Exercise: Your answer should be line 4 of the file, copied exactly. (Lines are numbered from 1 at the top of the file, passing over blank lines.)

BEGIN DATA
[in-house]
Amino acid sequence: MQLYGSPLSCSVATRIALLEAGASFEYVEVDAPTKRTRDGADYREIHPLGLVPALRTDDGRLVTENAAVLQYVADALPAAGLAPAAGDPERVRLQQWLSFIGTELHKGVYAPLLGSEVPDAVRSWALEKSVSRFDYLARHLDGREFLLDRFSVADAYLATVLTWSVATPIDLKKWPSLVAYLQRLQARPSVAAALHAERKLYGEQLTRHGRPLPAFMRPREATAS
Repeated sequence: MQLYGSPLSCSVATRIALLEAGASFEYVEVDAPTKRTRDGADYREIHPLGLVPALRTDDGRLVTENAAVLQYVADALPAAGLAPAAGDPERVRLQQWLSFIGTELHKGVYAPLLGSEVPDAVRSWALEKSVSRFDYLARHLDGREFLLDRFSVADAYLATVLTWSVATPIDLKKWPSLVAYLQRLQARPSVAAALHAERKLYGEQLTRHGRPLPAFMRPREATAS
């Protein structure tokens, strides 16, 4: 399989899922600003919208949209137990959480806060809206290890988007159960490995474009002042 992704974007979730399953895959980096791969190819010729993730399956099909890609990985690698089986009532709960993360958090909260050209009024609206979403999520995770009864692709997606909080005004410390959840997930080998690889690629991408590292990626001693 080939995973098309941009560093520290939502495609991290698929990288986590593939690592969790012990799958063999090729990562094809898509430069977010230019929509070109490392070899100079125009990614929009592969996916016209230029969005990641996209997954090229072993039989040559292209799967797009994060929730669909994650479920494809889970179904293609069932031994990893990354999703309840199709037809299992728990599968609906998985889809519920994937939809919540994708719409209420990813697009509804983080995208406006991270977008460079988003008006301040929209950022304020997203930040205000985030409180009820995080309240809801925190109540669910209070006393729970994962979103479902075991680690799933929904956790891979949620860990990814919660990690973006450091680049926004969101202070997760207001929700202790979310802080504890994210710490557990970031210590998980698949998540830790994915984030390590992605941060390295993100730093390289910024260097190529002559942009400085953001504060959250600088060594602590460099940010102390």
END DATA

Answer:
């Protein structure tokens, strides 16, 4: 399989899922600003919208949209137990959480806060809206290890988007159960490995474009002042 992704974007979730399953895959980096791969190819010729993730399956099909890609990985690698089986009532709960993360958090909260050209009024609206979403999520995770009864692709997606909080005004410390959840997930080998690889690629991408590292990626001693 080939995973098309941009560093520290939502495609991290698929990288986590593939690592969790012990799958063999090729990562094809898509430069977010230019929509070109490392070899100079125009990614929009592969996916016209230029969005990641996209997954090229072993039989040559292209799967797009994060929730669909994650479920494809889970179904293609069932031994990893990354999703309840199709037809299992728990599968609906998985889809519920994937939809919540994708719409209420990813697009509804983080995208406006991270977008460079988003008006301040929209950022304020997203930040205000985030409180009820995080309240809801925190109540669910209070006393729970994962979103479902075991680690799933929904956790891979949620860990990814919660990690973006450091680049926004969101202070997760207001929700202790979310802080504890994210710490557990970031210590998980698949998540830790994915984030390590992605941060390295993100730093390289910024260097190529002559942009400085953001504060959250600088060594602590460099940010102390």